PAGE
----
Ultrasound shows a mass adjacent to the medial upper pole of the left kidney. It seems to be separate from the kidney. The mass is very inhomogeneous and has multiple calcifications.
These findings are more compatible with a neuroblastoma than a nephroblastoma.
The extent of the tumor is well appreciated on a 3D axial T2 weighted TSE series.
The left kidney is compressed and displaced caudally.
Para-aortal lymph node metastases are present (small yellow arrow).
The origins of the celiac trunc and superior mesenteric artery are encased by tumor (arrowhead).
The inferior caval vein is lifted anteriorly (green arrow).
Bilateral dorsal atelectasis is often seen on the MRI, because the examination is done under anesthesia.
Percutaneous biopsy can be difficult for two reasons:
- These tumors contain much necrotic tissue resulting in only mucus-like material and not a pathology diagnosis
- These tumors can bleed heavily during biopsy. An open biopsy can be necessary, but that too can be accompanied by heavy bleeding.
The MRI is of a nine-months-old girl with a tumor in the left abdomen. The MRI shows a tumor of the left adrenal gland, partially solid, partially cystic. Multiple liver metastases are present.
The tumor was biopsied. There was constant blood loss through the guiding needle. At the end of the procedure two gelatin foam plugs were placed (echogenic stripes (arrows).
All the activity indicates bone metastases.
In metastasized neuroblastoma follow-up imaging can be quite confusing, as bone metastases may become more apparent when they are successfully treated.
Renal tumors in children will be discussed in more detail in a separate article.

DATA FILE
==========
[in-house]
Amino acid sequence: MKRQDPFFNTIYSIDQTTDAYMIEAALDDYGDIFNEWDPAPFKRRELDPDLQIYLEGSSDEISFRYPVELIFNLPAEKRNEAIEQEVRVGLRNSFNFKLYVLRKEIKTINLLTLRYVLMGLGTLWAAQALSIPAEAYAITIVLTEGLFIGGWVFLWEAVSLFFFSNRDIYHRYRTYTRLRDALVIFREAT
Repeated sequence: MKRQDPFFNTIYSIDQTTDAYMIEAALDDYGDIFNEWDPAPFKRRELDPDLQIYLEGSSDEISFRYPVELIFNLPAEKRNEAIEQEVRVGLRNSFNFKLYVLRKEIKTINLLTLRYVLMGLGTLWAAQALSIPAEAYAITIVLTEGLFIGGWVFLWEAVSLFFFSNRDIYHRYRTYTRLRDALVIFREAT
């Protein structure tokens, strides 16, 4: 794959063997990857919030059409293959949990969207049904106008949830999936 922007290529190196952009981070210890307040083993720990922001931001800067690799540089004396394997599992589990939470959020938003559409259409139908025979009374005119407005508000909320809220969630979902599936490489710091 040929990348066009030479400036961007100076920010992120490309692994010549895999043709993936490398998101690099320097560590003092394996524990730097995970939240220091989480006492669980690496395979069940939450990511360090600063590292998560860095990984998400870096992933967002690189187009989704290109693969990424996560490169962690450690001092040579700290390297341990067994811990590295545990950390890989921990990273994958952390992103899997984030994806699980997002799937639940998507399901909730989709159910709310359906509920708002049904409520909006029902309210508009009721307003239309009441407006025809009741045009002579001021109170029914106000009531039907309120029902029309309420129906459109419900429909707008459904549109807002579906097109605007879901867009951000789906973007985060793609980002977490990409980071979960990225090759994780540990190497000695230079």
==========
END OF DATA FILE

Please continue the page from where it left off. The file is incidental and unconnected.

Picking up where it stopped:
Here we only show some common findings.
More than 90% of renal tumors in children are nephroblastomas - also called Wilms tumor.
The peak age is 2 - 3 years.
Frequently these tumors present with a distended painless abdomen and they are often very large at presentation. Sometimes they present with hematuria, abdominal pain or hypertension.
Smaller tumors are found during sonographic screening in children with syndromes which predispose to nephroblastoma, like Beckwith-Wiedemann syndrome and Denys-Drash syndrome (see the webpage on renal tumors in children).
Bilateral nephroblastomas are often syndrome related.
The lungs are the most frequent site of metastases. Liver and bone metastases are rare.
Nephroblastoma of the left kidney in a three-year-old boy. The remnant of the kidney is draped over the tumor (“claw sign” arrow). The tumor is rather homogeneous with some cystic areas.
Continue with the MRI.
Nephroblastoma of the left kidney in a three-year-old boy. A bilobar tumor is present in the interpolar region. There is a dilated calyx in the upper pole (arrow).
In European countries the patient first receives chemotherapy, after which the kidney is resected, followed by post-operative chemotherapy (International Society of Pediatric Oncology, SIOP approach).
In the US, the kidney is primarily resected, followed by chemotherapy (Children’s Oncology Group, COG approach).
The results of both treatment regimens are about the same.
The prognosis is excellent with a 5-year survival of more than 90%.
Bilateral disease has a less favorable prognosis.
The initial imaging is usually done by ultrasound. Smaller tumors will be seen to move synchronous with the kidney. Large tumors will not move.
As mentioned before, it is often possible to detect a remnant of the kidney draped around the tumor, the claw sign. The remnant can have a dilated calyx due to obstruction of the pelvis.
Small tumors are usually homogenic and echogenic.
Larger tumors are more inhomogeneous with cystic or necrotic parts and hemorrhage.
10% of the nephroblastomas have fine calcifications.
Once you are sure of the renal origin of the tumor, study the other kidney for tumor or nephroblastomatosis (see below).
Search for enlarged para-aortal lymph nodes.
Search with color Doppler for patency of the renal vein and of the inferior caval vein, as a nephroblastoma tends to grow into the renal vein and inferior caval vein.
Also image the liver for metastases, although these are rare in nephroblastoma.
The finding of a liver metastasis should urge you to look for an alternative diagnosis like a rhabdoid tumor.
A CT chest is performed for the assessment of pulmonary metastases.
The next imaging step is a MRI of the abdomen.